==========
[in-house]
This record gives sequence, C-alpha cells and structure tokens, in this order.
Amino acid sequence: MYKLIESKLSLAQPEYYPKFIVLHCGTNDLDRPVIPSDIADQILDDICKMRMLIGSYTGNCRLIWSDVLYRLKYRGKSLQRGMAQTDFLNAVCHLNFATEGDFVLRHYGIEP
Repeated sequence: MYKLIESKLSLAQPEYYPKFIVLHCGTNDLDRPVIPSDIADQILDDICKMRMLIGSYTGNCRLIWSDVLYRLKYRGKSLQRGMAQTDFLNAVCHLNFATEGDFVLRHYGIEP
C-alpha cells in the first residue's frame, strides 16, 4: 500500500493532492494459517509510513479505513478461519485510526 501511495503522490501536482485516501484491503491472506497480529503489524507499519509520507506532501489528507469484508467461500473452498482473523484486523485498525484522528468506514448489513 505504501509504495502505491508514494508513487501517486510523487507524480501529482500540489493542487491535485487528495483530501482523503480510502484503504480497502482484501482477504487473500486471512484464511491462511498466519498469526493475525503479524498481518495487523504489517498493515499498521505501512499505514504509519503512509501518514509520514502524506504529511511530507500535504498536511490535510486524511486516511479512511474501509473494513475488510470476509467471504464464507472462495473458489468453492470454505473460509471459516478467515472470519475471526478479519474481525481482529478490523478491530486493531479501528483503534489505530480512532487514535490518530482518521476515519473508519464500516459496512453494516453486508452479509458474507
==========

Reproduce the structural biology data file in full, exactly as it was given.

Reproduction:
[in-house]
This record gives sequence, C-alpha cells and structure tokens, in this order.
Amino acid sequence: MYKLIESKLSLAQPEYYPKFIVLHCGTNDLDRPVIPSDIADQILDDICKMRMLIGSYTGNCRLIWSDVLYRLKYRGKSLQRGMAQTDFLNAVCHLNFATEGDFVLRHYGIEP
Repeated sequence: MYKLIESKLSLAQPEYYPKFIVLHCGTNDLDRPVIPSDIADQILDDICKMRMLIGSYTGNCRLIWSDVLYRLKYRGKSLQRGMAQTDFLNAVCHLNFATEGDFVLRHYGIEP
C-alpha cells in the first residue's frame, strides 16, 4: 500500500493532492494459517509510513479505513478461519485510526 501511495503522490501536482485516501484491503491472506497480529503489524507499519509520507506532501489528507469484508467461500473452498482473523484486523485498525484522528468506514448489513 505504501509504495502505491508514494508513487501517486510523487507524480501529482500540489493542487491535485487528495483530501482523503480510502484503504480497502482484501482477504487473500486471512484464511491462511498466519498469526493475525503479524498481518495487523504489517498493515499498521505501512499505514504509519503512509501518514509520514502524506504529511511530507500535504498536511490535510486524511486516511479512511474501509473494513475488510470476509467471504464464507472462495473458489468453492470454505473460509471459516478467515472470519475471526478479519474481525481482529478490523478491530486493531479501528483503534489505530480512532487514535490518530482518521476515519473508519464500516459496512453494516453486508452479509458474507